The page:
Prioritizing Your Small Business Debt
Posted by Guest Author on August 14, 2013 in Business Financing [ 0 Comments ]
Major financial obstacles often threaten the vitality of small businesses. The stress and severity of your situation might lead you to consider bankruptcy as your only option. However, a strategic approach to how you pay your bills can enable your business to keep functioning even when the budget is tight. Knowing the significance of where you are putting your money and why certain costs must be addressed will keep you from slipping deeper into debt.
Fines and Credit Score Damage
Reviving your business requires that you prevent future debt which can accrue as a result of fines, penalties, raised interest and lowered credit scores. Put payroll and sales tax at the top of your list. It is your responsibility to make sure that money owed to the government is paid. Failing to make these payments will result in fines, making it more difficult to pay off the debts you already owe. Your business may suffer penalties like having business equipment or property seized. The Internal Revenue Service can even remove funds in your Individual Retirement Account.
Financial duress will not exempt your business from the responsibility of paying these taxes. The government retains the authority to collect back taxes even in the event that you file for bankruptcy. Aged payables, which are bills that are over due by 60 days or more, take precedence as these outstanding debts will build interest the longer you ignore them. Aged payables may be reported to business credit bureaus, and decrease your business credit score. Contact a vender to communicate the effort you are making and negotiate a new plan if your current payments are not manageable.
The Cost of Conducting Business
Taking a break from production to save on operating costs is likely to damage the long-term stability of your business. Consumers may investigate your competition during this period and your profits may decline. Instead, protect your assets, including employees, property, vendors and anything vital to preserving your ability to provide products and services.
- Keep your employees by continuing to make paychecks — delivered on time and in full — a top priority. Skipping a single pay period can put you at risk for losing talented workers who will be forced to seek other workplace opportunities.
- Similar to employees that depend on paychecks from you, vendors and suppliers depend on you to pay them for products and services. Prioritizing this relationship will enable your business to continue to function and save you from the hassle of forging new relationships with other vendors.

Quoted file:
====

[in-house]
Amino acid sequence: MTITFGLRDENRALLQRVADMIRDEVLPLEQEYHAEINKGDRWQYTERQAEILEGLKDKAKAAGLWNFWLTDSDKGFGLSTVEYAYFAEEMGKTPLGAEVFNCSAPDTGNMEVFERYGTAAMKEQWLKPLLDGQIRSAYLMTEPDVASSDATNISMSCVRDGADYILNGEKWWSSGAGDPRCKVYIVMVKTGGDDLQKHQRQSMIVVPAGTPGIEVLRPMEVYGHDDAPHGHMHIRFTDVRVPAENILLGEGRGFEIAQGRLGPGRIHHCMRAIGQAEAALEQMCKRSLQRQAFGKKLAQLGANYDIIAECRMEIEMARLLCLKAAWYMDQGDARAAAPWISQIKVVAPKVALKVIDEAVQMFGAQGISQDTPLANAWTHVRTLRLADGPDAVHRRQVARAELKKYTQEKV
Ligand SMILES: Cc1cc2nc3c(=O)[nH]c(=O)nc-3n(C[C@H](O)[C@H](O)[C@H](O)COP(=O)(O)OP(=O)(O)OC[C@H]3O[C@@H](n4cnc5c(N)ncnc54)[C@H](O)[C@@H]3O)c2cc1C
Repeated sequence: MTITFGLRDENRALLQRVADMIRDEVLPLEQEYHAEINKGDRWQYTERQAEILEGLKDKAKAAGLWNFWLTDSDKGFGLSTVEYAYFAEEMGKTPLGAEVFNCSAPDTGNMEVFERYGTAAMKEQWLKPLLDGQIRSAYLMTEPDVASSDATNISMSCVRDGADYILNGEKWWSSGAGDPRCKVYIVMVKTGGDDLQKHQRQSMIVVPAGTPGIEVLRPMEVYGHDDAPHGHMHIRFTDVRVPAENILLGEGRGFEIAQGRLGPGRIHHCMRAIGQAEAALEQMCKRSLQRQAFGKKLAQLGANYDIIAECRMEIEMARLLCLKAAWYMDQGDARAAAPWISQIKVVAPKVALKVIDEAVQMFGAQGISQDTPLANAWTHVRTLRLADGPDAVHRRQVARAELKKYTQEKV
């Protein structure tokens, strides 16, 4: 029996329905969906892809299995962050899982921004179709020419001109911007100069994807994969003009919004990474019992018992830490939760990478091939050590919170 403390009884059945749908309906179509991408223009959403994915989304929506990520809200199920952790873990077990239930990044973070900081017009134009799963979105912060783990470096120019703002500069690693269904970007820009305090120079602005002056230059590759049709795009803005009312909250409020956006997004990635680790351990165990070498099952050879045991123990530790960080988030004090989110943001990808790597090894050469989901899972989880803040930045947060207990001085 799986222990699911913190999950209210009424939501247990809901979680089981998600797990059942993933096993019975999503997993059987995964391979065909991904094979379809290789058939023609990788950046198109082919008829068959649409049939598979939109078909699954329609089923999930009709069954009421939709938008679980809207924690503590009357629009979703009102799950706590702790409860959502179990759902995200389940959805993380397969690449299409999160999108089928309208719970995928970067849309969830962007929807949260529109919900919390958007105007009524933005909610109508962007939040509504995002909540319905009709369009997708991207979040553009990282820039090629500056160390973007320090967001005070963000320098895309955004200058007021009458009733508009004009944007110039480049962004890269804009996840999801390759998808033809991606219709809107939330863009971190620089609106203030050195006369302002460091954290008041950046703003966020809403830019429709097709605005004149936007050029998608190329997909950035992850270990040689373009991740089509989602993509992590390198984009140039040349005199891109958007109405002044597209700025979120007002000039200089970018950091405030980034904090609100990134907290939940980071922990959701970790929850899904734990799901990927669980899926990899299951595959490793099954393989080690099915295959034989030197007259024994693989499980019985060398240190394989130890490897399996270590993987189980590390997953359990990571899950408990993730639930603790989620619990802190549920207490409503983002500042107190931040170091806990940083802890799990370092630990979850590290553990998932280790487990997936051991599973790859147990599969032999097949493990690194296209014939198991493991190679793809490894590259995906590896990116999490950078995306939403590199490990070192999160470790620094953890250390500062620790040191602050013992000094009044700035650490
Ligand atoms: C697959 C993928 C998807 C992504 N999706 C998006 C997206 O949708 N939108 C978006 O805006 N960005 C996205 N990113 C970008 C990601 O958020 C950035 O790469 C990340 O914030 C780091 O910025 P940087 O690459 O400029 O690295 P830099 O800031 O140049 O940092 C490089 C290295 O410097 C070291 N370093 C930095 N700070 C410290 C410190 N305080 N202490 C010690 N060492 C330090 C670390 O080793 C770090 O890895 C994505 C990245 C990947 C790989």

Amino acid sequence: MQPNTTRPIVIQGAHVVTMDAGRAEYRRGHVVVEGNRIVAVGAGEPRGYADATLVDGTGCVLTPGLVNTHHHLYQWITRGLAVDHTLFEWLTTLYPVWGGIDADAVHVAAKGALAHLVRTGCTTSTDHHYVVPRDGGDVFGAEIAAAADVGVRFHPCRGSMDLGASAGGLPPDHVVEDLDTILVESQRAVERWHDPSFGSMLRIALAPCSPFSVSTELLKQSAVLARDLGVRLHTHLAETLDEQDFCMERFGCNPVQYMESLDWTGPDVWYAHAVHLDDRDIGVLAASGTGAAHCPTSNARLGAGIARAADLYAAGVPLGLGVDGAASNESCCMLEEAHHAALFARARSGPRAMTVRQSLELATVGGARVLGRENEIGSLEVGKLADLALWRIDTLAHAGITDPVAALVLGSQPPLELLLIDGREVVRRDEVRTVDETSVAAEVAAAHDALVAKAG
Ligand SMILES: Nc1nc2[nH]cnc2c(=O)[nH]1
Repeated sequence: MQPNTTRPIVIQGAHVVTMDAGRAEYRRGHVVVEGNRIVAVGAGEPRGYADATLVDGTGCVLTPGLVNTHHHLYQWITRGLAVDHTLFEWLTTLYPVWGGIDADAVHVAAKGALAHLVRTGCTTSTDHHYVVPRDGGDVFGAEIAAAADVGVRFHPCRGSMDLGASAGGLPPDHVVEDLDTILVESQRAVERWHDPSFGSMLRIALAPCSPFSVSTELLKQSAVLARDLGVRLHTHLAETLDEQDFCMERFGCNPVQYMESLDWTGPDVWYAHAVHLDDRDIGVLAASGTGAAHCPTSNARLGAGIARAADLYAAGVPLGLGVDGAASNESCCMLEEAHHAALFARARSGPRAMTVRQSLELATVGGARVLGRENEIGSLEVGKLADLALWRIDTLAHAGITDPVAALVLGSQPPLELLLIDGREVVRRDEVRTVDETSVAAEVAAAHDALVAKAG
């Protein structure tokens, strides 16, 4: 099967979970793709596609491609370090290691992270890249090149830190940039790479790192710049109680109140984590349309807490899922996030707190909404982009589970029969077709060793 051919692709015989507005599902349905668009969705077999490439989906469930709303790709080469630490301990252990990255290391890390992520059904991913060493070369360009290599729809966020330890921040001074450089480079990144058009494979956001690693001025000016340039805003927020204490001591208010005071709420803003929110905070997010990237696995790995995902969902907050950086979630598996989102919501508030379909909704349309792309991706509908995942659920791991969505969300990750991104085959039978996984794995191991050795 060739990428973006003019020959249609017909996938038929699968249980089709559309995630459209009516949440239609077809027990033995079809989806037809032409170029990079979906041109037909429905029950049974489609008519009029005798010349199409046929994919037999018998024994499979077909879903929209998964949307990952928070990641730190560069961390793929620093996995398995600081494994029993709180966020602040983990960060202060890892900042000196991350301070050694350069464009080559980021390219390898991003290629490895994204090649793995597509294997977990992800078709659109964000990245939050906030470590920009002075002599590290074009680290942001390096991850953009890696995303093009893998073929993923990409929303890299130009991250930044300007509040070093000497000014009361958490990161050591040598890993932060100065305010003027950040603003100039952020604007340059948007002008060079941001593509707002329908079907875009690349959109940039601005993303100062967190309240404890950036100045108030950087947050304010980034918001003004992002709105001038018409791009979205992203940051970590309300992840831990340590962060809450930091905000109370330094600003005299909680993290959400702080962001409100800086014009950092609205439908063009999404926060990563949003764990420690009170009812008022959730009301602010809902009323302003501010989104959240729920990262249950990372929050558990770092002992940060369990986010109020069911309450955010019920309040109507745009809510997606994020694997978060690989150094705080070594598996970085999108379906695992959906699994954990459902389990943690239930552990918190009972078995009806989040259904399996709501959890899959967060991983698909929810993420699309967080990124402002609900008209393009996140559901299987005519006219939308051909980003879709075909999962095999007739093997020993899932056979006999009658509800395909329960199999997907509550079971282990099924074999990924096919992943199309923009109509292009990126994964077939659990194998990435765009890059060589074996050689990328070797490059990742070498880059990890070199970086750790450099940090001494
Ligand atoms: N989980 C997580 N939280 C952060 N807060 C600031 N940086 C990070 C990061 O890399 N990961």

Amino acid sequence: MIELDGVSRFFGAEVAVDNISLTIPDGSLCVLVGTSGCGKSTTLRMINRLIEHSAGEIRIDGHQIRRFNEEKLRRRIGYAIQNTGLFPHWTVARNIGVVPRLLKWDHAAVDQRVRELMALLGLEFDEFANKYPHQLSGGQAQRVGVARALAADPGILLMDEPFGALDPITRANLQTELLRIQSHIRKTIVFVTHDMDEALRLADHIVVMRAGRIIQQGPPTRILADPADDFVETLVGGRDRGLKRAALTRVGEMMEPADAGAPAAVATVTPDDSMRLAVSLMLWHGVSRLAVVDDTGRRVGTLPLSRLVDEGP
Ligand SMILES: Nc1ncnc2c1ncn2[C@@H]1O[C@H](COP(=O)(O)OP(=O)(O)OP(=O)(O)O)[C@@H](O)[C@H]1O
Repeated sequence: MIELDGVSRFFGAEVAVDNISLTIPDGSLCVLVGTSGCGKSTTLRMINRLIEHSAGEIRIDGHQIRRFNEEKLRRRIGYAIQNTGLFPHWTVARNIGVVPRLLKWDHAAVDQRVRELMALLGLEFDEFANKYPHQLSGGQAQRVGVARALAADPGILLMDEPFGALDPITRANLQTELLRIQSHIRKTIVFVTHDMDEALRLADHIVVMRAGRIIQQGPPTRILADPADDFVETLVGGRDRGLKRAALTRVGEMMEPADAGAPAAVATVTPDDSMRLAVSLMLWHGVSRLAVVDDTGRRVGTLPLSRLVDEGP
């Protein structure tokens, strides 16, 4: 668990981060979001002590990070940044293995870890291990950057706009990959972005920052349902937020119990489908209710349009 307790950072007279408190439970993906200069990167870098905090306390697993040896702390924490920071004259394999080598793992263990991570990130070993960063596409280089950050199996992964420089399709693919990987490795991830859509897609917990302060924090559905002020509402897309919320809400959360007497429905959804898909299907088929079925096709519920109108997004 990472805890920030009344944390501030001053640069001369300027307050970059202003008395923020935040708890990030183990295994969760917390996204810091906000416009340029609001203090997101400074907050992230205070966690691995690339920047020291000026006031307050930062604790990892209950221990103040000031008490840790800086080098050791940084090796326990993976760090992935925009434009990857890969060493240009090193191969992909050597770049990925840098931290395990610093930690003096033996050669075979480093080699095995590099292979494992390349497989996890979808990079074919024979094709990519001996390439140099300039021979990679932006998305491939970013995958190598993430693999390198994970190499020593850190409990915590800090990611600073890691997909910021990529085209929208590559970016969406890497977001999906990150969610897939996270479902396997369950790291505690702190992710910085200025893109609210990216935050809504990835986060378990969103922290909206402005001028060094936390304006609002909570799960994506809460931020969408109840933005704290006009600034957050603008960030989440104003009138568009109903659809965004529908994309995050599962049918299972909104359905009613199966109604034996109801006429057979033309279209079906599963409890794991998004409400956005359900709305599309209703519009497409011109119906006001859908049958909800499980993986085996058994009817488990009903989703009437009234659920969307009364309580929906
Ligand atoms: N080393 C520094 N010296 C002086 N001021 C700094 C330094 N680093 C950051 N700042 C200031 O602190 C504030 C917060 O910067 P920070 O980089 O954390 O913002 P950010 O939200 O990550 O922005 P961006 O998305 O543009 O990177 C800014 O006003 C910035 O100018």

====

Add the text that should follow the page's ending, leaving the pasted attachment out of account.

- If you don’t pay day to day expenses, you will have difficulty running your business. Electricity, rent and company phone lines are essential for transactions. Attempt to negotiate a partial payment plan, rather than waiting to see how long it takes for your services to be discontinued.
- Make payments on loans or mortgages you have for business vehicles and equipment, known as secured debts, since defaulting on these can result in having property repossessed. Losing property you rely on will then threaten your profit-making potential.
Where You Can Save
While protecting yourself from increasing debt and stagnate profits comes with a price, there are some corners you can cut to temporarily free up your budget. Use the money that you save from reducing insurance and using your business credit card to afford priorities.
- Downsize your insurance coverage. Don’t eliminate insurance altogether, but instead increase your deductible or temporarily cancel liability insurance to save money. Sometimes taking a risk for a short period of time is the only way to return to a place of financial security.
- As long as you are making minimum payments, credit card payments can take a lower priority than the previously mentioned bills. Using credit can buy you time to increase your profits without demanding immediate repayment. Just be sure to not rely too heavily on credit as the interest will eventually add up.
Following these guidelines will offer you a chance to get back on your feet. Remember that this process of tackling debt will require time, patience and intentional decision making. With every bill that comes in the mail, stop and consider how paying the bill will contribute to the daily business transactions that will keep you afloat.
About the Author: Alanna Ritchie is a content writer for Debt.org, where she writes about personal finance and little smart ways to spend (and save) money. Alanna has an English degree from Rollins College.